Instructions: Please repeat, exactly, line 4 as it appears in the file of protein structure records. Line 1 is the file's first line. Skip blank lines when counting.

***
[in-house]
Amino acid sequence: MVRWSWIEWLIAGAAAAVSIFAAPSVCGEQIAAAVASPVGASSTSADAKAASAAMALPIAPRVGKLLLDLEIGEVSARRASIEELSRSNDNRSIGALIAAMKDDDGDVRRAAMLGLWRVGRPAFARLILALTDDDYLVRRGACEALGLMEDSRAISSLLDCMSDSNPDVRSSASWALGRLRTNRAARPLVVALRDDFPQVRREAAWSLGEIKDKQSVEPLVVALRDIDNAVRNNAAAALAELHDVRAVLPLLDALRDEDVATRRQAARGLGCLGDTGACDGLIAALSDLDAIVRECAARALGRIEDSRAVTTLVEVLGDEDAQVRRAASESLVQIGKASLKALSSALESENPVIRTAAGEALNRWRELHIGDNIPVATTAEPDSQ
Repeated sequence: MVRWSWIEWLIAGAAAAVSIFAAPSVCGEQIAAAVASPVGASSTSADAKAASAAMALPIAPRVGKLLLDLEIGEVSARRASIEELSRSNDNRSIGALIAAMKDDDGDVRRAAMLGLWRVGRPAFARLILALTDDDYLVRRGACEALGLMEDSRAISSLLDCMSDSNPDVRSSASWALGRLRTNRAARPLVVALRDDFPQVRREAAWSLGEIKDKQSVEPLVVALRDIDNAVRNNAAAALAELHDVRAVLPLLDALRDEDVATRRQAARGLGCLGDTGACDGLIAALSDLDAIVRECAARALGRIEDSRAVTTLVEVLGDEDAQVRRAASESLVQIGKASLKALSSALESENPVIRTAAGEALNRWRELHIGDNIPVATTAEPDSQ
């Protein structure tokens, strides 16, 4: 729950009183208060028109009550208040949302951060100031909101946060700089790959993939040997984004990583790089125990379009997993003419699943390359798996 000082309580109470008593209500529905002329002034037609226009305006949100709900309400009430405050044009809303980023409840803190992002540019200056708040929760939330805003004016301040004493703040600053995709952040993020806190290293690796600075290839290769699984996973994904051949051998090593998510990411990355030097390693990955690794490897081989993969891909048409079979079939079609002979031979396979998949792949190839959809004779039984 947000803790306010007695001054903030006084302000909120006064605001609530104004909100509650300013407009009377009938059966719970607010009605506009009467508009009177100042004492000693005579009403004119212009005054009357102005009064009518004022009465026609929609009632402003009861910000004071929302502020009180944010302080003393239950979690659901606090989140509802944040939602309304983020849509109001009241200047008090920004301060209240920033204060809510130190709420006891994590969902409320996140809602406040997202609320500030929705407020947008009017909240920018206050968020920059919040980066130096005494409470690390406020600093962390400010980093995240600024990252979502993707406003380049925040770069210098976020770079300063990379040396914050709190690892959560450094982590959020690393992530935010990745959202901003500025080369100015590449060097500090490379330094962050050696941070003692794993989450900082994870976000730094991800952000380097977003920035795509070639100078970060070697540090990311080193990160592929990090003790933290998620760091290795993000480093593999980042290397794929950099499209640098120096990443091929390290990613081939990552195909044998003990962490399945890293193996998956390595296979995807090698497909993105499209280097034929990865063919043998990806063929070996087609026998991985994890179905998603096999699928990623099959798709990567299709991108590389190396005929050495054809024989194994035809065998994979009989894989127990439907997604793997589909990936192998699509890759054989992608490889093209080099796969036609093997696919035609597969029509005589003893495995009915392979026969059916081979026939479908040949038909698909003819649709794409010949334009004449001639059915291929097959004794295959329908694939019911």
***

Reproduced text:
């Protein structure tokens, strides 16, 4: 729950009183208060028109009550208040949302951060100031909101946060700089790959993939040997984004990583790089125990379009997993003419699943390359798996 000082309580109470008593209500529905002329002034037609226009305006949100709900309400009430405050044009809303980023409840803190992002540019200056708040929760939330805003004016301040004493703040600053995709952040993020806190290293690796600075290839290769699984996973994904051949051998090593998510990411990355030097390693990955690794490897081989993969891909048409079979079939079609002979031979396979998949792949190839959809004779039984 947000803790306010007695001054903030006084302000909120006064605001609530104004909100509650300013407009009377009938059966719970607010009605506009009467508009009177100042004492000693005579009403004119212009005054009357102005009064009518004022009465026609929609009632402003009861910000004071929302502020009180944010302080003393239950979690659901606090989140509802944040939602309304983020849509109001009241200047008090920004301060209240920033204060809510130190709420006891994590969902409320996140809602406040997202609320500030929705407020947008009017909240920018206050968020920059919040980066130096005494409470690390406020600093962390400010980093995240600024990252979502993707406003380049925040770069210098976020770079300063990379040396914050709190690892959560450094982590959020690393992530935010990745959202901003500025080369100015590449060097500090490379330094962050050696941070003692794993989450900082994870976000730094991800952000380097977003920035795509070639100078970060070697540090990311080193990160592929990090003790933290998620760091290795993000480093593999980042290397794929950099499209640098120096990443091929390290990613081939990552195909044998003990962490399945890293193996998956390595296979995807090698497909993105499209280097034929990865063919043998990806063929070996087609026998991985994890179905998603096999699928990623099959798709990567299709991108590389190396005929050495054809024989194994035809065998994979009989894989127990439907997604793997589909990936192998699509890759054989992608490889093209080099796969036609093997696919035609597969029509005589003893495995009915392979026969059916081979026939479908040949038909698909003819649709794409010949334009004449001639059915291929097959004794295959329908694939019911």